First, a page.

The rescue in the snowstorm is only the latest in a series of attempts at influencing the media. It is an open secret, for instance, that last December Vučić married again, but the news was only given by a few web portals and social networks. It was natural to expect it to make the headlines on all the tabloids. However, they remained totally silent, even though some people speculated that they actually had the pictures of Vučić's wedding.
The tabloids are of high importance on the Serbian media scene and they almost daily report information – or pseudo-information – on the private lives of the opposition's politicians. It is highly unlikely, of course, that they dismissed the news of Vučić's wedding as so insignificant as to not publish it. One is thus lead to believe that they did so on request of someone.
Tabloids in Serbia work as an infantry at the services of those in power. Government officials are rarely their target, whilst almost every day the representatives of the opposition are given banner titles such as 'Thief', 'Impostor' and the like. Sometimes the tabloids attack the government's representatives, but these are usually people who all of a sudden no longer suit the SNS and who deserve some sort of a public message.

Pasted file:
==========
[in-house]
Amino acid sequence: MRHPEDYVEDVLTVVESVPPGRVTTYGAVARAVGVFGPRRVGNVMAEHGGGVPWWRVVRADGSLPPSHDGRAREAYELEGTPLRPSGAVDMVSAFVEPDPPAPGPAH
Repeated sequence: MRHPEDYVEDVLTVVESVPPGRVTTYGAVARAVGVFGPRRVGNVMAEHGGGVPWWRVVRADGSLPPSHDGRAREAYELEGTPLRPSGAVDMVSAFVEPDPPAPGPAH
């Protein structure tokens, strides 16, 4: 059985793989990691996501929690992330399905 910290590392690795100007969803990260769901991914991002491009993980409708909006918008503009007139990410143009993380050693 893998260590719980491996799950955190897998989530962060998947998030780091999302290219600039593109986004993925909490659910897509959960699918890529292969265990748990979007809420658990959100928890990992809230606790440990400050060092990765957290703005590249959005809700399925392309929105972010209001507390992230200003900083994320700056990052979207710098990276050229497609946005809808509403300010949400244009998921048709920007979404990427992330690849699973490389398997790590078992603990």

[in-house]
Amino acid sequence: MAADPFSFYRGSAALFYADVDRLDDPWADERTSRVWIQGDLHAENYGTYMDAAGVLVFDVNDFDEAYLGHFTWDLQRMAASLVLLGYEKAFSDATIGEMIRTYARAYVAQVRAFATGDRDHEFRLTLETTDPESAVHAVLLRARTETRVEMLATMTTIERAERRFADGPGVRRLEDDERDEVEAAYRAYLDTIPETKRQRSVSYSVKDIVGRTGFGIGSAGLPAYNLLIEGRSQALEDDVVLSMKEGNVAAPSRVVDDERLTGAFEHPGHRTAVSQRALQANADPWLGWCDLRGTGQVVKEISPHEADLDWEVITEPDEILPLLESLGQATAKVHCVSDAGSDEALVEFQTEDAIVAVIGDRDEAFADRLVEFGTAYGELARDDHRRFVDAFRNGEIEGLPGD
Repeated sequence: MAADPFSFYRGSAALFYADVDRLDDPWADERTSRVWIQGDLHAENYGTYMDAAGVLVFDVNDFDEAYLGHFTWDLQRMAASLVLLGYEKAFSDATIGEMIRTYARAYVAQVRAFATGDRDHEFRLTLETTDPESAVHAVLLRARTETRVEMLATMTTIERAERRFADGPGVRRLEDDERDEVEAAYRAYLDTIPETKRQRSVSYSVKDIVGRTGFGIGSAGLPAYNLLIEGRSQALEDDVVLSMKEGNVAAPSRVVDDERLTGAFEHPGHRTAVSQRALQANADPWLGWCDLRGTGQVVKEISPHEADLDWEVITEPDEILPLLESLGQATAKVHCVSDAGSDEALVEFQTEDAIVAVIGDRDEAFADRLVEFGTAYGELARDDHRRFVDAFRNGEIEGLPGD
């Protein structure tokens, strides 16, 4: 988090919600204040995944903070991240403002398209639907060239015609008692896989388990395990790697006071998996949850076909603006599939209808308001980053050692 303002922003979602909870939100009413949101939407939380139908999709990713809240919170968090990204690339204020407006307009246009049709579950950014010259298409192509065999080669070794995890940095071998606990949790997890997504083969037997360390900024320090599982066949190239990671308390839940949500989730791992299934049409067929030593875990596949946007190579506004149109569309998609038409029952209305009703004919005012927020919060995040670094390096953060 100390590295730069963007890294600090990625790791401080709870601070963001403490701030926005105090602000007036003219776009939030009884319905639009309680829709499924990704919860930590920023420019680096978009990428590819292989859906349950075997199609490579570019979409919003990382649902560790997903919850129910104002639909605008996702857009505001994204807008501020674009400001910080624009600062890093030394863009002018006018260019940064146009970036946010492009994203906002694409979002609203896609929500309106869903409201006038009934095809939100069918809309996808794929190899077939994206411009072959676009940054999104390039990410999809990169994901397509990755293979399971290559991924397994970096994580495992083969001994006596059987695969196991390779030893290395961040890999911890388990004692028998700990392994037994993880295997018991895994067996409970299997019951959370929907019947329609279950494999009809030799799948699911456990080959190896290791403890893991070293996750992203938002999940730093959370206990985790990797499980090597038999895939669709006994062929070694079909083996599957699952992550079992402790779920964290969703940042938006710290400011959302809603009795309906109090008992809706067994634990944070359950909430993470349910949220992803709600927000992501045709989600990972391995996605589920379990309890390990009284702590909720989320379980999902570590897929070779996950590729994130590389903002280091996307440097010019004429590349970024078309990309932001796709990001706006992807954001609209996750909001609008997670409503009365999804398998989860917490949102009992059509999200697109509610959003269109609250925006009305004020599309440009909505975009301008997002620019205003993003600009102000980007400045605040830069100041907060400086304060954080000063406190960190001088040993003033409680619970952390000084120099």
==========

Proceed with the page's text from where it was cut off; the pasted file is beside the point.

That is what happened to the former Minister for the Economy, Saša Radulović, who very recently resigned. He was involved in a clash with the government because it did not pass a number of his important laws for the reform of the Serbian economy. Soon after he resigned, the tabloids started 'reporting' how he was an undependable man and a thief. They also tried to make him look like he was violent with his family, but the 'action' was promptly blocked, probably because even someone at the top thought it went overboard.